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An excerpt from www.HouseOfNames.com archives copyright 2000 - 2017


The western coast of Scotland and the desolate Hebrides islands are the ancient home of the Donkind family. Their name is derived from the Gaelic personal name "Donnchad," which means "brown warrior". The personal name Donnchad is composed of two elements; "donn," which means "brown" and "cath," which means "warrior".

Donkind Early Origins



The surname Donkind was first found in Northumberland, where they held great estates but were a branch of the distinguished Scottish Clan of Duncan who were originally of Iona in the Hebrides, but changed their name and continued to use the basic Coat of Arms of the Duncan Clan.

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Donkind Spelling Variations


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Donkind Spelling Variations



Spelling variations were extremely common in medieval names, since scribes from that era recorded names according to sound rather than a standard set of rules. Donkind has appeared in various documents spelled Donkin, Downkin, Donking, Donken, Downken and others.

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Donkind Early History


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Donkind Early History



This web page shows only a small excerpt of our Donkind research. Another 123 words (9 lines of text) are included under the topic Early Donkind History in all our PDF Extended History products and printed products wherever possible.

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Donkind Early Notables (pre 1700)


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Donkind Early Notables (pre 1700)



More information is included under the topic Early Donkind Notables in all our PDF Extended History products and printed products wherever possible.

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The Great Migration


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The Great Migration



The descendants of the Dalriadan families who made the great crossing of the Atlantic still dot communities along the east coast of the United States and Canada. In the American War of Independence, many of the settlers traveled north to Canada as United Empire Loyalists. Clan societies and highland games have allowed Canadian and American families of Scottish descent to recover much of their lost heritage. Investigation of the origins of family names on the North American continent has revealed that early immigrants bearing the name Donkind or a variant listed above include: Patrick Donkin arrived in Pennsylvania in 1820.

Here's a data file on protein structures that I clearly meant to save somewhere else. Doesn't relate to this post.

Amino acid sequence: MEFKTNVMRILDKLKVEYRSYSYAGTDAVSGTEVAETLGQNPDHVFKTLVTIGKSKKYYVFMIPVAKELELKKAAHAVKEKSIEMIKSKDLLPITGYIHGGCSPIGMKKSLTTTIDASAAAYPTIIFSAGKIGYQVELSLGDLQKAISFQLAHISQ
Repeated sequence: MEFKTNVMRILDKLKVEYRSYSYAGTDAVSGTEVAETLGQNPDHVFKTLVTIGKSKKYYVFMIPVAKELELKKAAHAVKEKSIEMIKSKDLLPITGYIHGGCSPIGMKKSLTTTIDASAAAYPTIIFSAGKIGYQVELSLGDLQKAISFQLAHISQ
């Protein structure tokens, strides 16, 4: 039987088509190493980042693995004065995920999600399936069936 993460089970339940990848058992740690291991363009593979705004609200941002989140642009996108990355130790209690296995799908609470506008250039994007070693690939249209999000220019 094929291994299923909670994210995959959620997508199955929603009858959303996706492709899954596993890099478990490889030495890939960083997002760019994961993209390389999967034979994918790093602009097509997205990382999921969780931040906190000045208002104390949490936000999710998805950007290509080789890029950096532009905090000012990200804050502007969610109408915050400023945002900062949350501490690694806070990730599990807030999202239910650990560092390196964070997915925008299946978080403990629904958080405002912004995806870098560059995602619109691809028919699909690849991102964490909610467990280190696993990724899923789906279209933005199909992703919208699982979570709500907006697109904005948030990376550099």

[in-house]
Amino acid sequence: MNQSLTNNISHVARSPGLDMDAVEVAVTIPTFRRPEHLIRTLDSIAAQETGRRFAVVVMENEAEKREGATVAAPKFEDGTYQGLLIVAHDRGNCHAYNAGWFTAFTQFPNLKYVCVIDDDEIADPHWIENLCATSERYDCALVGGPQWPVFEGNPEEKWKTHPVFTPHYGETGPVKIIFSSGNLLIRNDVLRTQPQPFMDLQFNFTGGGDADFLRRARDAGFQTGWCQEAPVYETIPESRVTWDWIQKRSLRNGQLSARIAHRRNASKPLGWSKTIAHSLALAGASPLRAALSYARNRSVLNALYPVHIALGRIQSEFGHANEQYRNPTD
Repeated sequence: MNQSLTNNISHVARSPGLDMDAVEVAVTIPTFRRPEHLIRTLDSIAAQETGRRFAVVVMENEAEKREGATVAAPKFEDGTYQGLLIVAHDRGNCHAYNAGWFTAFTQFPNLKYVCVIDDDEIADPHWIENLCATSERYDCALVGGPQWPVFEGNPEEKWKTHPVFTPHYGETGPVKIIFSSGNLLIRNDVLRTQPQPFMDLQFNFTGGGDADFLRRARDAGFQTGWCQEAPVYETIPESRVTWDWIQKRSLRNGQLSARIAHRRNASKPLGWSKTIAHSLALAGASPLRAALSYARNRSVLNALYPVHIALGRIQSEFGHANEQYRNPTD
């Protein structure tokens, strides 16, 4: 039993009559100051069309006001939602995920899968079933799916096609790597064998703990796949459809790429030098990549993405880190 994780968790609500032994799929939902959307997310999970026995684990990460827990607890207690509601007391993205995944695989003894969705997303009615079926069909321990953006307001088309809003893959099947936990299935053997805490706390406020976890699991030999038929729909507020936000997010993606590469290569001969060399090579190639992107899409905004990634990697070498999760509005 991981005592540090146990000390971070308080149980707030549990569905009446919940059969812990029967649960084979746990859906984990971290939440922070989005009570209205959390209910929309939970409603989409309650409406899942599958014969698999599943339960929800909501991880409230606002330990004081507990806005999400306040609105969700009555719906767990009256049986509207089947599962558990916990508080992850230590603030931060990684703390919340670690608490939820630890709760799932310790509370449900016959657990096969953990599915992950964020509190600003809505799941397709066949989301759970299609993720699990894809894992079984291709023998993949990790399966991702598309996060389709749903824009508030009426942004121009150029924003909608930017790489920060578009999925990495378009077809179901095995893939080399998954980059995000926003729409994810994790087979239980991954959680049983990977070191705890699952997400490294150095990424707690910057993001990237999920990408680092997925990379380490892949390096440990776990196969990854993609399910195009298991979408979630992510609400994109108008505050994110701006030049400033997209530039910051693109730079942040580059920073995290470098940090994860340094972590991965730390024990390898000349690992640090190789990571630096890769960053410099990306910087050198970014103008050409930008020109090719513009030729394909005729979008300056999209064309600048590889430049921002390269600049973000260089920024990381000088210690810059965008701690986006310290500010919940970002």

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Motto


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Motto



The motto was originally a war cry or slogan. Mottoes first began to be shown with arms in the 14th and 15th centuries, but were not in general use until the 17th century. Thus the oldest coats of arms generally do not include a motto. Mottoes seldom form part of the grant of arms: Under most heraldic authorities, a motto is an optional component of the coat of arms, and can be added to or changed at will; many families have chosen not to display a motto.

Motto: Disce pati
Motto Translation: Learn to suffer.


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Donkind Family Crest Products


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Donkind Family Crest Products




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See Also


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See Also




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Citations


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Citations



    Other References

    1. Bolton, Charles Knowles. Scotch Irish Pioneers In Ulster and America. Montana: Kessinger Publishing. Print.
    2. Bradford, William. History of Plymouth Plantation 1620-1647 Edited by Samuel Eliot Morrison 2 Volumes. New York: Russell and Russell, 1968. Print.
    3. Scarlett, James D. Tartan The Highland Textile. London: Shepheard-Walwyn, 1990. Print. (ISBN 0-85683-120-4).
    4. Adam, Frank. Clans Septs and Regiments of the Scottish Highlands 8th Edition. London: Bacon (G.W.) & Co, 1970. Print. (ISBN 10-0717945006).
    5. Bowman, George Ernest. The Mayflower Reader A Selection of Articales from The Mayflower Descendent. Baltimore: Genealogical Publishing. Print.
    6. Colletta, John P. They Came In Ships. Salt Lake City: Ancestry, 1993. Print.
    7. Shaw, William A. Knights of England A Complete Record from the Earliest Time to the Present Day of the Knights of all the Orders of Chivalry in England, Scotland, Ireland and Knights Bachelors 2 Volumes. Baltimore: Genealogical Publishing. Print. (ISBN 080630443X).
    8. Best, Hugh. Debrett's Texas Peerage. New York: Coward-McCann, 1983. Print. (ISBN 069811244X).
    9. Browning, Charles H. Americans of Royal Descent. Baltimore: Genealogical Publishing. Print.
    10. Skene, William Forbes Edition. Chronicles of the Picts, Chronicles of the Scots and Other Early Memorials of Scottish History. Edinburgh: H.M. General Register House, 1867. Print.
    11. ...

    The Donkind Family Crest was acquired from the Houseofnames.com archives. The Donkind Family Crest was drawn according to heraldic standards based on published blazons. We generally include the oldest published family crest once associated with each surname.

    This page was last modified on 27 September 2012 at 08:11.

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